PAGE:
Since August there have been 430 complaints about scooters through Hub Nashville.
A metro rep said some complaints are true violations, some aren't. He said what one News4 viewer snapped on camera is definitely a problem.
Viewer Melinda Whitley snapped the picture of a row of Lime scooters blocking the curb cut at Second Avenue South and Korean Veterans Boulevard.
"We want to make Nashville the most welcoming and inclusive place we can," said Stacie Price, an attorney at Disability Rights Tennessee. "Being inclusive isn't just the goal. It's the law."
"It makes it impossible for someone with mobility disabilities to access sidewalks," she continued, referring to Whitley's picture.
"That's a violation," agreed Bill Fields, Director of Transportation Licensing. "If you get on a scooter, you have to acknowledge there are certain things you're not supposed to do."
Fields said while he's heard of situations like this before, the far more common problem is people just leaving scooters in the way on the sidewalk. He said that also makes it to where a person in a wheelchair can't pass.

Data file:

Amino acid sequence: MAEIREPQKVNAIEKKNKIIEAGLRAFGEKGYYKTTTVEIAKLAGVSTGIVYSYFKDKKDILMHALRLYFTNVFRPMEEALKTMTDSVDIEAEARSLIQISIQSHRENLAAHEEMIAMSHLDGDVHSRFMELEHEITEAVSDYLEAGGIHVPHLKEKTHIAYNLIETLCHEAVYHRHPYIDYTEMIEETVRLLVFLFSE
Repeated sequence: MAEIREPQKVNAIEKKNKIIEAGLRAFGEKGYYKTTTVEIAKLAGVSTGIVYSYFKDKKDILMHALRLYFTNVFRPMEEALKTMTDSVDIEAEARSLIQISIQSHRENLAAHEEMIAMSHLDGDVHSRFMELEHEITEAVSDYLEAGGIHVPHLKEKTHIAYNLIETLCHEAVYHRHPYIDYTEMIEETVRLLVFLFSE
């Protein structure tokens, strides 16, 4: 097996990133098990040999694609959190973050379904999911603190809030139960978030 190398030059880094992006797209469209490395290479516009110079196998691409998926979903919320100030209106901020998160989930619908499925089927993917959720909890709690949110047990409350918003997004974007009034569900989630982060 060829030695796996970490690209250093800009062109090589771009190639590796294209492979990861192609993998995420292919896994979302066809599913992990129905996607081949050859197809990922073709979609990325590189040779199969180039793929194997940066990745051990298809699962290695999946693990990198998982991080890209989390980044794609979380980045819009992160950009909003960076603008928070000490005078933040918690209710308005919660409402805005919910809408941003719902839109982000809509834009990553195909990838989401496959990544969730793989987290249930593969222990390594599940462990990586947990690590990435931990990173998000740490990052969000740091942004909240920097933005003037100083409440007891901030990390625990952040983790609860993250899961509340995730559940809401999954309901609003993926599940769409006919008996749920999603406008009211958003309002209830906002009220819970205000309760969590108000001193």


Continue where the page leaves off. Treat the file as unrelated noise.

A new ordinance is supposed to help with these situations. The scooter companies are intended to be fined for violations and the rider be fined in turn.
"No fines have been issued yet, but we are monitoring the best we can where scooters are being left," said Fields. "We're getting it corrected or letting the company know they have a problem."
A representative for Lime told News4 in a statement:
"The safety of our riders and the entire Nashville community is paramount, and that includes ensuring our scooters are well maintained and properly parked throughout the city. That starts with our local operations team, who actively monitors and deploys our fleet, and immediately addresses any misplaced or improperly parked scooters.
We encourage anyone who sees a Lime scooter that they suspect is misplaced or not where it should be, we ask that they please report it to our 24/7 customer service team, available through the app, email (firstname.lastname@example.org), phone (1-888-LIME-345) or text (1-888-546-3345)."
"People with disabilities have faced barriers," said Price. "The solution is just having the citizens of Nashville start with taking the responsibility to park where the sidewalks and curb cuts will be accessible. It starts with the responsibility of each citizen."